Recently I discovered an enormous plastic bag filled with scrap fabrics at my local Goodwill second hand store. What a find!
It was almost all cotton fabrics, with just a few flannels, felt, and lightweight denims thrown in. All but one of the printed fabrics were small-prints in a variety of colors.
There were Christmas fabrics, itty bitty polka dots, and ginghams. Woo-hoo! I was in Hog Heaven! And the whole bag was only $7.99!
The down side to buying fabrics from people you’ve never met before is that you don’t know where the fabrics have been. Were they stored in an attic where mice may have chewed on them? Did the family have indoor animals who left pet hairs on the fabrics?
And since I make my fabrics into doll clothes that children will play with, it’s important that my fabrics be sanitized before I begin working with them.
So as you can see in the Figure C and Figure D images above, when I got home from the Goodwill, I sorted my fabrics by color and placed them in a mesh lingerie bag, so they could be washed. You won’t know whether or not the fabrics are machine washable, and you won’t know if they’ll shrink in the wash. But sorting them by color will help prevent them from bleeding in a way that damages other garments, like white shirts.
When you wash fabrics in a lingerie bag, they will come out of the wash all wadded up (see Figure E), and often they don’t dry properly in the lingerie bag either. That’s why, in Figure G (below), you can see that I take them out of the lingerie bag and spread them out on a table to dry flat immediately after I wash them.
Furthermore, cheap craft felt will usually pill (see Figure F above), and some fabrics will simply be damaged beyond repair if they were “dry clean only” fabrics. However even though I know I may lose some of the fabrics, if I don’t know the second-hand fabrics’ history, I still feel it is very important to wash them on the “sanitize” cycle in hot water before I make these fabrics into doll clothes or other playthings.
I try to keep this in mind when buying second-hand fabrics at a yard sale or second hand stores. The price needs to be fair, even if some of the fabrics are not salvageable after washing them.
Vintage fabrics can be quite thin and threadbare, like the little white floral fabric you see above in Figure H. For the teeny-tiny bits and pieces I just cut those away from the larger chunks of fabrics, but I don’t actually throw these in the trash.
In my sewing area, I keep a bag of thread tails and fabric bits, which I use for stuffing pillows and plush toys, so any loose scraps that aren’t much use to me after washing will get cut into strips and thrown in with the tiny scraps and thread tails.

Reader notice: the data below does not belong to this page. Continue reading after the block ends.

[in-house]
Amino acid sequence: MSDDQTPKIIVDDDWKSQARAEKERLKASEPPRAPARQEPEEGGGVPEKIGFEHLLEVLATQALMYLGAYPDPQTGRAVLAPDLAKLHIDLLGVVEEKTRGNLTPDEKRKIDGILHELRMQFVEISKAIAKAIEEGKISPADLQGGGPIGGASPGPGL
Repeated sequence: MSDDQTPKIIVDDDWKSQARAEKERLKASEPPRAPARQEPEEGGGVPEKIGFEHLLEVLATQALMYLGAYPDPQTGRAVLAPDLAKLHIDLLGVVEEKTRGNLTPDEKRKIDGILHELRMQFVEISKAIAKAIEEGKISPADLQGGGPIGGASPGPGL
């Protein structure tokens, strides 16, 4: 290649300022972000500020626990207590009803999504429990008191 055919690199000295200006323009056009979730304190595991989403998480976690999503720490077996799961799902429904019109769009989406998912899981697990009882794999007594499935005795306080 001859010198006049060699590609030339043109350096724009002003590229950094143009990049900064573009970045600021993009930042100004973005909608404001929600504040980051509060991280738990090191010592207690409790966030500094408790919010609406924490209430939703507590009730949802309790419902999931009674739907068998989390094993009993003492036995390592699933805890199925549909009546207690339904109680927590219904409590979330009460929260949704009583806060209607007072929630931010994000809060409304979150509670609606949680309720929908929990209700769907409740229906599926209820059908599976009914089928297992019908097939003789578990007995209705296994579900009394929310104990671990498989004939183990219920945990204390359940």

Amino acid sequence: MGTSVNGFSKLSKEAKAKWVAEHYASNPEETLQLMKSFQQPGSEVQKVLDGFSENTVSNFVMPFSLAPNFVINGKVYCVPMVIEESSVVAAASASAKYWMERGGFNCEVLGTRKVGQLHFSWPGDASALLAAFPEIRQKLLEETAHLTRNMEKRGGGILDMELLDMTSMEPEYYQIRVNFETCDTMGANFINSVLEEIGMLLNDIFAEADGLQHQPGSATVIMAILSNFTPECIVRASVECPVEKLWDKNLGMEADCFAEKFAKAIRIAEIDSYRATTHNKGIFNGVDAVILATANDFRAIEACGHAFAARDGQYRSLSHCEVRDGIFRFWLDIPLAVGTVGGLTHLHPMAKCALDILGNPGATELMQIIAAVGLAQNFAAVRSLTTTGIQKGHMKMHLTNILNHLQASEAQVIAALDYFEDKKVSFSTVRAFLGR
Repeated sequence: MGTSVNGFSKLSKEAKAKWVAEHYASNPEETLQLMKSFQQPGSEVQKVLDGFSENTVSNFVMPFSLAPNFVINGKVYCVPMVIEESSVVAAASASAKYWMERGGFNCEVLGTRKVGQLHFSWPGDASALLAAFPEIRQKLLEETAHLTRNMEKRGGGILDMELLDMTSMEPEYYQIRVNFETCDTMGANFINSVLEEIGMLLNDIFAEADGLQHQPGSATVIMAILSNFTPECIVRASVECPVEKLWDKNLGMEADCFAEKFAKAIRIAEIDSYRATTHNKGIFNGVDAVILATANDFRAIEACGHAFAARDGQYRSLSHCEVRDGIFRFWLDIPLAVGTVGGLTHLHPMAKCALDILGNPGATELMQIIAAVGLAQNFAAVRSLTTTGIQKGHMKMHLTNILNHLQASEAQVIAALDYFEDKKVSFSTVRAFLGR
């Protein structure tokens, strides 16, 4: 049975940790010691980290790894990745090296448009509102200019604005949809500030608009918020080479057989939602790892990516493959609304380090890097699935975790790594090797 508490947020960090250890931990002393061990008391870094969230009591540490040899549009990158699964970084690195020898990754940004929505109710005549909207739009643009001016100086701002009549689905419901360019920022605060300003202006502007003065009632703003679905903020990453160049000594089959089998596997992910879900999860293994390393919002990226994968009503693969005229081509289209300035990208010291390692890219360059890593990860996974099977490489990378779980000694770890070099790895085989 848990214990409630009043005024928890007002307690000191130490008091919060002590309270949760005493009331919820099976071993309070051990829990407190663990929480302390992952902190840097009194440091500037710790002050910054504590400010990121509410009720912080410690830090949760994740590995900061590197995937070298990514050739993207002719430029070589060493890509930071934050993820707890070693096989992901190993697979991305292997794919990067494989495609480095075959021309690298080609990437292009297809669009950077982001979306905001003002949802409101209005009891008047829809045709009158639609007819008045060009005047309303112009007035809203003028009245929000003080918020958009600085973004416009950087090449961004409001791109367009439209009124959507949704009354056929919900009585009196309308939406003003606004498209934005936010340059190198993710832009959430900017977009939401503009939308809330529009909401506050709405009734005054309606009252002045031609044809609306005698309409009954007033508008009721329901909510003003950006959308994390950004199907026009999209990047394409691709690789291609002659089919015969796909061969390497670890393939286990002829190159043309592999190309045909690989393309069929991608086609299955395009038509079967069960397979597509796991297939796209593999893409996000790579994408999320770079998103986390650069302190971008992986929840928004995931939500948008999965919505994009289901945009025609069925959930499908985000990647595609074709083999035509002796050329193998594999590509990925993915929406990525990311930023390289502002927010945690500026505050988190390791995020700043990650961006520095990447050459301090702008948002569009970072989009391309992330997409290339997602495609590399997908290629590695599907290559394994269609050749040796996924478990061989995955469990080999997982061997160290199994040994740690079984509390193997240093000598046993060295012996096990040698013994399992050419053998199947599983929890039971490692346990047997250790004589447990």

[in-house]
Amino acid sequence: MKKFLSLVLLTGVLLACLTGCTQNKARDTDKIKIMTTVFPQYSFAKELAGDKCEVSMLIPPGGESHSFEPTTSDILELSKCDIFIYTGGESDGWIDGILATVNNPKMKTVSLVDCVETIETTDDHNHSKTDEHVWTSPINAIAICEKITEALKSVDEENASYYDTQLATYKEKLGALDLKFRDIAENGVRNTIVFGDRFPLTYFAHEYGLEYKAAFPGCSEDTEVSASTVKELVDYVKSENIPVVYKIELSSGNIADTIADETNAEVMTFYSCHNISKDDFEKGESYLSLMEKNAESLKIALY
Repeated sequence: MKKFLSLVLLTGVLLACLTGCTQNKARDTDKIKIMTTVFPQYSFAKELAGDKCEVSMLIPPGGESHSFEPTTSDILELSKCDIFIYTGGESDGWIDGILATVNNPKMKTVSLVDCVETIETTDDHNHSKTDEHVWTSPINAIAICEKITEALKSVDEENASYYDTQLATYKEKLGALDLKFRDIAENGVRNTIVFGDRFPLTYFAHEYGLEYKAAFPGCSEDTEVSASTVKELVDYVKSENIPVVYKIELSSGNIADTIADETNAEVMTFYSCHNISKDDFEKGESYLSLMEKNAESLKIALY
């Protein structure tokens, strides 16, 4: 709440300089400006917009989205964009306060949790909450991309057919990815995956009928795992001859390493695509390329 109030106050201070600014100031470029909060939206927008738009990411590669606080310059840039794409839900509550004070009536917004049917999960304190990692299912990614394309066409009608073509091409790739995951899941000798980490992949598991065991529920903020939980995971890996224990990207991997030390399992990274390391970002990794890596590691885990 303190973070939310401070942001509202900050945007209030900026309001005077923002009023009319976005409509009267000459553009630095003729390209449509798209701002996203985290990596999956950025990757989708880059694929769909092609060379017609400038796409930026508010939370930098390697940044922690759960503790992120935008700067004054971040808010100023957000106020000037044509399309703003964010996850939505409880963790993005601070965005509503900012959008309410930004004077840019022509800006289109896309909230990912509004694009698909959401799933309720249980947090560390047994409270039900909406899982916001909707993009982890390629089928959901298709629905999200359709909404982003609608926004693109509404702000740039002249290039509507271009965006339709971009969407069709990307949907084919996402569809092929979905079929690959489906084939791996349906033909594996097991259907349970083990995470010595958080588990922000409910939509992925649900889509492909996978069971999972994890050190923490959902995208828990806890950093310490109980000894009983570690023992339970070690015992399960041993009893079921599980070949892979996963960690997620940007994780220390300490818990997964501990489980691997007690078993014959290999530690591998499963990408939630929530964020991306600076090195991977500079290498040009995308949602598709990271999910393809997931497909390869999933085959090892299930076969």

Why buy nylon fiber fill when you’ve got an abundance of fabric scraps and thread tails?
In my recent second-hand store fabric “haul,” I discovered a couple of little gems! The green fat quarter on the right hadn’t ever been used, and on the left you can see that I added a pair of fabrics from a pre-cut quilter’s bundle to my stash as well.
Even these must go through the wash, I’m afraid… Maybe I seem like a prude, but if I don’t know where they’ve been stored prior to their arrival at my house, I always wash them, just to be sure they’re clean and ready for children to play with whatever I make them into.
This particular bag of fabric also had two surprises. I’m not sure what these were (see image below), but they appear to be a finished creation or sections that were meant to be used with some other finished creation:
If you happen to know what those little blue floral strips were meant to be used for, please leave your thoughts in the comments section below.
I washed these too, and if I can’t think of a better use for them, I’ll use them as bookmarks!
Last but not least, I iron my fabric scraps for good measure. I’ve found that if I skip this step and leave them all wrinkly in the fabric cupboard, then I never seem to feel inspired to use them. Ironing them makes me more likely to feel inspired to put these fabric scraps to good use!
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Disclaimer/Credit/Affiliate Marketing Link:
Chelly Wood and the ChellyWood.com website are not affiliated with any of the doll or toy companies mentioned in this blog post, but Chelly enjoys designing her doll clothes to fit a variety of dolls. To learn more about the doll companies mentioned in today’s post, please visit the doll or toy company’s website.